Cleo and Megan shared with me how they live by begging on the streets and having clothes given to them by total strangers while in the other hand some people tell them to go look for jobs when they ask them for money which ironically enough is not large amounts as all they need for a single meal at the soup kitchen, where the go three times a day is R1.50. They both share the same fear of something happening to them and Megan being the oldest is more concerned about Cleo’s safety than his own, “every night when he is not back or delayed in coming back to Bo Kaap where we spend the nights I cry and pray that he be safe”. What strikes me as interesting and dispelled my misconceptions of homeless people is that the two “queens” laughed and said not at all, but we do smoke cigarettes when I asked them if they do drugs.

Life is indeed very interesting but when you get to talk with the people who are experiencing something you have never imagined could happen in your life is quite an eye opening experience and how we take for granted all the things we have whereas there are other people who wish they could be us.

(picture by Simonia Mashangoane; Cleo, me and Megan)


Posted by on February 22, 2012 in Uncategorized


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If it is Haterade that you are drinking, sorry I’ll pass!

If it is Haterade that you are drinking, sorry I’ll pass!

A while back a close friend asked me why I don’t go out a lot, well I could have spent the whole day trying to explain why, I chose not to. But the question kept on making “circles and squares and all shapes” in my mind I decided to right the reason why I hardly go out, especially in the company of fellow gay guys. And what I came up with was one thing: HATERADE!

What is haterade:

  1. July 26, 2005 Urban Word of the Day: a figurative drink representing a modality of thought. Those who consume it are themselves consumed by the negativity which with they speak.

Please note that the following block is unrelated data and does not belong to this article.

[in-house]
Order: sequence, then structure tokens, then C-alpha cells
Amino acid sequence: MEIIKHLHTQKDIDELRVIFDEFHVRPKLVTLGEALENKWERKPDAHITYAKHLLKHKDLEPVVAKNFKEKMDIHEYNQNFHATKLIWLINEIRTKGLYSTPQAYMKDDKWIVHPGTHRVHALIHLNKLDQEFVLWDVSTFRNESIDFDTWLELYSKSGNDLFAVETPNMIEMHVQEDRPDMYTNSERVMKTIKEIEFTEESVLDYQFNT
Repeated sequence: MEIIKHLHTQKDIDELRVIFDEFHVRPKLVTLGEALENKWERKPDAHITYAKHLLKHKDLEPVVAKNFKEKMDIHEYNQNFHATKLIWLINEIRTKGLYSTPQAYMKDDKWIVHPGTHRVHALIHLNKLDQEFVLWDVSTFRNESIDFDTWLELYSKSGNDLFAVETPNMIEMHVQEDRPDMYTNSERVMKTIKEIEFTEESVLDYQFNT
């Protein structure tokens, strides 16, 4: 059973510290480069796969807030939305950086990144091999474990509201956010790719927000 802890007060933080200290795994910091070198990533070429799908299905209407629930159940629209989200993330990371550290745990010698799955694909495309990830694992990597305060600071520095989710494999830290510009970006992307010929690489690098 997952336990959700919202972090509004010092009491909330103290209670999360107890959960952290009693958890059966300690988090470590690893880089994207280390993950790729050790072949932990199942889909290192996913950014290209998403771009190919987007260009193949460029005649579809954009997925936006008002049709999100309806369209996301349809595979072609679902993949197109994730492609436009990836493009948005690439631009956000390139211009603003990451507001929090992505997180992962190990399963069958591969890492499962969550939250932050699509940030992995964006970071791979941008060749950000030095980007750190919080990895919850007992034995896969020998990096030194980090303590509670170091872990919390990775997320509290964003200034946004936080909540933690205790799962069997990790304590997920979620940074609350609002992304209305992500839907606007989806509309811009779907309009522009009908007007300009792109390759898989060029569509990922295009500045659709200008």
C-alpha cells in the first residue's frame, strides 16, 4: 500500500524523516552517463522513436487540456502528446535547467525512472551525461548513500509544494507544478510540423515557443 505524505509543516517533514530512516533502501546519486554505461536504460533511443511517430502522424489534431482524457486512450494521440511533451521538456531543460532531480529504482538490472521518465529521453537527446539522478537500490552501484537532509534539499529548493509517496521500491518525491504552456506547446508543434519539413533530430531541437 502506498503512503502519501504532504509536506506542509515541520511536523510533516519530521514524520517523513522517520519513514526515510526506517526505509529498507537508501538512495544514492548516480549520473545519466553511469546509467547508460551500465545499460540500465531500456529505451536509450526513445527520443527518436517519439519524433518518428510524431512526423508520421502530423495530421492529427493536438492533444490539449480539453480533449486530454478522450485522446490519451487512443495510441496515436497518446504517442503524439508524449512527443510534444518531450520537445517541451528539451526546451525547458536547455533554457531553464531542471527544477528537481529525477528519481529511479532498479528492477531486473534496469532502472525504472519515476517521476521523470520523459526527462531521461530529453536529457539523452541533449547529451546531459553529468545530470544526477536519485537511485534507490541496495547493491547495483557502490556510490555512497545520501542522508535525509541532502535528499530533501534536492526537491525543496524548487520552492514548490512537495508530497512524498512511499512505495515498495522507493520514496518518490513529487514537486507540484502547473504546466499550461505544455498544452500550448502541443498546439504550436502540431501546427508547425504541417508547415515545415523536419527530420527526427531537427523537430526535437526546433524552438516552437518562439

2. noun; a fictional beverage, parodying the popular sports drink ‘Gatorade’, purportedly consumed by individuals who are jealous of others, supposedly fuelling their ability to be jealous of, or ‘hate on’, others.

Chances are we have all been guilty of “drinking haterade” once or twice in our live, but there are those who are chronically addicted to this “drink” that does us no good other than making us even more bitter.

Seriously, what does one gain by hating on others? I don’t think I know the answer to this, so like most of my questions, it remains another Million Dollar Question. When I look around, I see subtle evidence of someone who has been indulging in a spot of haterade. This can be that friend who tells me that so and so’s jeans are great but only if they fit a bit tighter or loose even another label. Or that so obvious addict who won’t even confide in a friend about their addiction to this drink, but will make sure that the person they are hating on can see or even feel it deep inside them that they are being regarded as nothing more than “pond scum” by the “hater” who will diss them in public, look at them like there are see through, or the hater might be brave enough to vocalise their hate which in most cases if not all is unfounded.